Unsurprisingly, considering both animes were both created by the same team, they share a very similar animation style, musical score and general 'feel'.
The similarities however are far more profound as both share themes which could lead one to deduce that they are perhaps set in the set world/time and therefore are part of a series?
Either way both animes are superb for anyone with any interest in future-world/robot anime but wishes to see them approached in perhaps a slightly more intelligent thoughtful manner.
Both of these series are short and both are set in cafes. Now, the trouble with the reason why you should watch Aquatic Language if you've seen Eve no Jikan, is that if I said it, it would be a spoiler. Needless to say, each of the series takes the lives of ordinary people in a slightly, not ordinary world and gives you a small insight into their lives. Both are exceptionally well animated and have a strange mystical quality about them.
The secondary connections are that they are character driven series set in cafes.
The connection that I'm actually recommending them for each other for is already to easy to guess but suffice it to say both contain a sci-fi element.
Yasuhiro Yoshiura is the man behind both Time of Eve and Aquatic Language, so they share many common factors: the location, quirky music, and weird directorial style. AL is something of a prequel or even an earlier draft of Eve; they both take place in a mysterious cafe, focus on the conversations of different characters, and deal with discrimination. If you enjoy one, the other may not surprise you, but it will interest you to see how Yoshiura's work has evolved from 2002 to 2008.
Coming from the same place both are visually beautiful pieces of work that makes them a pleasure to watch. Besides both of them taking place in a cafe both also have androids in them though both also tending to follow around more normal people than the androids themselves. If nothing else Mizu no Kotoba may be seen more as a predecessor to Eve no Jikan. If you liked one then you probably like the other.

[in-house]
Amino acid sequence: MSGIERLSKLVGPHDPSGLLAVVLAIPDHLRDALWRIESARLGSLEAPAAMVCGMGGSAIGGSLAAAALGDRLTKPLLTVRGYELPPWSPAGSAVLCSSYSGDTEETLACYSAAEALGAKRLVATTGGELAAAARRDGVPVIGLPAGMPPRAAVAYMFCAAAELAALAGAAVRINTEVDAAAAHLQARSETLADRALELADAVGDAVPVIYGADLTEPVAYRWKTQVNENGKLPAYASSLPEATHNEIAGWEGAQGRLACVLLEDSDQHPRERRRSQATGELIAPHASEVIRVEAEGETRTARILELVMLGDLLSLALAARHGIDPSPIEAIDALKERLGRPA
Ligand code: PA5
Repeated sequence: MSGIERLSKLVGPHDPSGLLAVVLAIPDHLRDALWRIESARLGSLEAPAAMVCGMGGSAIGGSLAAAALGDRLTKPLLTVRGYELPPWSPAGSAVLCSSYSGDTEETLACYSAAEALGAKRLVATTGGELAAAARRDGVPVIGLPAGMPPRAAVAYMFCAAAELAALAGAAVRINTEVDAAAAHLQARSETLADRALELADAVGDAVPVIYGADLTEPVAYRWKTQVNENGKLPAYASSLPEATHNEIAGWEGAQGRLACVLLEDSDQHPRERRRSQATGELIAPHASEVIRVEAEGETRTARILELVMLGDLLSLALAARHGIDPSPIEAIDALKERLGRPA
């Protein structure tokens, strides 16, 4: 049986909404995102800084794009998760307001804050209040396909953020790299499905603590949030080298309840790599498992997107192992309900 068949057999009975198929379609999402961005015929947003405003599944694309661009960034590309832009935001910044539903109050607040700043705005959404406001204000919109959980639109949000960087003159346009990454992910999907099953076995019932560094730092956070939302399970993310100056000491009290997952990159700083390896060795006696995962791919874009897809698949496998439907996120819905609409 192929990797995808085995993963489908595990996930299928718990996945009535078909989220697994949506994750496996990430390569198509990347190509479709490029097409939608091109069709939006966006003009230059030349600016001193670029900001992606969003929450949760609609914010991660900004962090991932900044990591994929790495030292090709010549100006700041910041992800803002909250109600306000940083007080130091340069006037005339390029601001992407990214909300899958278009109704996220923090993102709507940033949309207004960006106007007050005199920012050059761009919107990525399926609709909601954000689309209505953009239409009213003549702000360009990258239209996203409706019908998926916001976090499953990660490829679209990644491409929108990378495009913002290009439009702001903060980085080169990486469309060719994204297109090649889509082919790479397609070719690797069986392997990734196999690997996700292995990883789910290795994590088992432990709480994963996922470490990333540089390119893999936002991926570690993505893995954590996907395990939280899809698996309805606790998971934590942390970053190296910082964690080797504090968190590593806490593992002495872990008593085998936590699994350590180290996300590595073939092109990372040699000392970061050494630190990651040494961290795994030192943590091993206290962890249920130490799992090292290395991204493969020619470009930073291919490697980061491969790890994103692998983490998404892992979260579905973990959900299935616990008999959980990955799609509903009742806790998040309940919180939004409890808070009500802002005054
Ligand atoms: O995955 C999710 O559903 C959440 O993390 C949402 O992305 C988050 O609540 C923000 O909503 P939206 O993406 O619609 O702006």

Both Eve no Jikan and Mizu no Kotoba have a very similar feel to them and share particularly similar visuals. Both essentially centre on snippets of random people's lives that are on display in a cafe environment so if you like that, then both of these are for you.
Both have a similar style and setting. Not a surprise considering they have the same animators. However, even beyond that, the cafe seems to be a focal point where lessons are learned.
Love can be found in a variety of places, including an ordinary classroom. For one young woman, confessing to her handsome classmate will be a feat of epic proportions! With one hand written letter, she gathers the courage to finally break the news, but has no idea her work of art will touch the heart of a special child, as well. Will the young man return her affections, or is she doomed to the life of a bachelorette?
These two little shorts have a similar sort of thoughtful animation style that makes the lack of solid plot forgivable. They're very short so if you enjoyed watching one then give the other a try.